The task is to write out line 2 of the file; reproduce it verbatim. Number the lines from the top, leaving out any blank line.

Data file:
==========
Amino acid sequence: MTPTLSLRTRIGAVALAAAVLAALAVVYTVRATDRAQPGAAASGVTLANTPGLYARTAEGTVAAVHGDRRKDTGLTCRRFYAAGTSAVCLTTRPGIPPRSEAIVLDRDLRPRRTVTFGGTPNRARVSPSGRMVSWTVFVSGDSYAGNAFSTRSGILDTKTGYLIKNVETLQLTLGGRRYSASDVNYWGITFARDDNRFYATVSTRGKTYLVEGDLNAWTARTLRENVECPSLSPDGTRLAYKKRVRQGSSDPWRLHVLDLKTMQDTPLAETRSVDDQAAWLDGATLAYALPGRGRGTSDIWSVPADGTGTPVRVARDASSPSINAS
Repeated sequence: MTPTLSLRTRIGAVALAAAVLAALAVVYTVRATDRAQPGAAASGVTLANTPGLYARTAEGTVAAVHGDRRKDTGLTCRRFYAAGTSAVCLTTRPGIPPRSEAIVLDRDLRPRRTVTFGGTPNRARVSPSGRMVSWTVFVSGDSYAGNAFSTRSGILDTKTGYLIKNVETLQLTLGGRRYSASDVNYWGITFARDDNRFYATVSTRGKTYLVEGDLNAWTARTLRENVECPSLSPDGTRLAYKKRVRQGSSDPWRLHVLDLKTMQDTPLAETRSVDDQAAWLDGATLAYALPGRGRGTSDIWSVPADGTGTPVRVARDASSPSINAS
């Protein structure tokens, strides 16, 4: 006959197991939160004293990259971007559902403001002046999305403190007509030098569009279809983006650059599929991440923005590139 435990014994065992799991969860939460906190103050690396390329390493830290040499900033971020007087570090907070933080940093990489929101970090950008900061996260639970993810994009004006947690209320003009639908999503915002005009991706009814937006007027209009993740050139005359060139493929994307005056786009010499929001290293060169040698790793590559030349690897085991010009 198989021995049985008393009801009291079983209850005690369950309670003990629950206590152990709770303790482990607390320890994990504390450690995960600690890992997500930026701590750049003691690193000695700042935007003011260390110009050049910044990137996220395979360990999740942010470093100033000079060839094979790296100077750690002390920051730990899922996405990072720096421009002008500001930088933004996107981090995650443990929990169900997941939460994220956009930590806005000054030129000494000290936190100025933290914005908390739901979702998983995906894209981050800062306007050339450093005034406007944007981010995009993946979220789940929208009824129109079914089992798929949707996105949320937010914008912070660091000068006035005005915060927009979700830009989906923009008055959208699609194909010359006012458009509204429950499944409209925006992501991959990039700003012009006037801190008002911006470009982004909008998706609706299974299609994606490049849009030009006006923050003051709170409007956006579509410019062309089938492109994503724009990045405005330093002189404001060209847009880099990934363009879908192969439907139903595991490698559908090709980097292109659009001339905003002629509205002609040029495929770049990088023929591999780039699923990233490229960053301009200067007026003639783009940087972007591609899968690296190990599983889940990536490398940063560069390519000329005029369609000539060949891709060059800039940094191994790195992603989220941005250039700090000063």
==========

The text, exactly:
Repeated sequence: MTPTLSLRTRIGAVALAAAVLAALAVVYTVRATDRAQPGAAASGVTLANTPGLYARTAEGTVAAVHGDRRKDTGLTCRRFYAAGTSAVCLTTRPGIPPRSEAIVLDRDLRPRRTVTFGGTPNRARVSPSGRMVSWTVFVSGDSYAGNAFSTRSGILDTKTGYLIKNVETLQLTLGGRRYSASDVNYWGITFARDDNRFYATVSTRGKTYLVEGDLNAWTARTLRENVECPSLSPDGTRLAYKKRVRQGSSDPWRLHVLDLKTMQDTPLAETRSVDDQAAWLDGATLAYALPGRGRGTSDIWSVPADGTGTPVRVARDASSPSINAS